Monday, March 21, 2011

The majority of the lighthouses that I have seen have round towers, this one stood out because it is a castellated square tower lighthouse.
P1000451 Square Tower Lighthouse
Further on, along the natural cliff strata, sea birds had taken up their bijoux residences. Fulmars, not the most pleasant bird characters to cross, were staking in their real estate claims. They are related to the Albatross family and other bird life wouldn't want their 'sticky torpedoes' to land on them.

This settled couple look as if they wouldn't say 'boo' to a goose.
P1000459 A pair of Fulmars
But, this one is not too happy at being left alone:
P1000463 calling Fulmar
Close to the coast line the Guillemots bobbed around on the water and a number of Fulmars flew above.
P1000468 Fulmar + Guilliemot_edited-1
P1000469 Sea bird life_edited-1
Wandering much further on, these stacks came into view, shrouded in a light sea haze.
P1000455 Duncansby Stacks.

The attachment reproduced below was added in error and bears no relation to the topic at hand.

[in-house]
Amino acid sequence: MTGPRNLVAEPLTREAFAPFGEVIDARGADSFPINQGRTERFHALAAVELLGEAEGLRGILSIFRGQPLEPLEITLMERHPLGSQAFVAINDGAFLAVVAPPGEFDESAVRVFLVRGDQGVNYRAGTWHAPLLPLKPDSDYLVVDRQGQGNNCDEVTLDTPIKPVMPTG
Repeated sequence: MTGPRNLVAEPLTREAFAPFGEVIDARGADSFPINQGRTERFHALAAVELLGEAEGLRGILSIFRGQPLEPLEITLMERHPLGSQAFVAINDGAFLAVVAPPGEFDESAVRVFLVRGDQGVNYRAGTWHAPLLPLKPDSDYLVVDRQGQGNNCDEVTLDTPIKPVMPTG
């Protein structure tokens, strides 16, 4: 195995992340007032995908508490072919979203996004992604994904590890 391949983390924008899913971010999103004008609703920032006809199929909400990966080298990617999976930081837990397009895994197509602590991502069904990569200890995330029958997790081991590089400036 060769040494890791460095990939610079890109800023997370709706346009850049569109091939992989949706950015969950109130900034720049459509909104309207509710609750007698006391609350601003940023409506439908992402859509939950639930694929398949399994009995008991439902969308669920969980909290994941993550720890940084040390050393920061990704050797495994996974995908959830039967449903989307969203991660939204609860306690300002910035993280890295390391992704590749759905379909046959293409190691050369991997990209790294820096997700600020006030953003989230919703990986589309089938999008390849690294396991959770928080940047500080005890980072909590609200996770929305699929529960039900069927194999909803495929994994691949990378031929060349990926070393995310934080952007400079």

In the Sandstone cliff face, we saw 'Guillemot Tower'.... was there going to be room for newcomers? It looked a very overcrowded.
P1000484 Guillemot Tower

2 comments:

flightplot said...

Thanks for such an interesting post, and terrific photos.
I bet all those birds were somewhat noisy! Flighty xx

ZACL said...

Hi Mr F.

There was a lot of sound from the sea, some echoes of water and breezes in the rocky clefts; this mixed up with the sounds of birds was not so remarkable. I am not sure why. It certainly should have been. Depending which way the breezes were going, it is possible that much of the sound being made, went out to sea. There was some squawking.

There was a canyon style harbour I once went to, the sounds of the birds echoed around it as did the slushing of the sounds of the sea. There, everything was much more enclosed, the sounds were magnified. Perhaps the clue to the noise levels lies in the geographical place the birds occupy.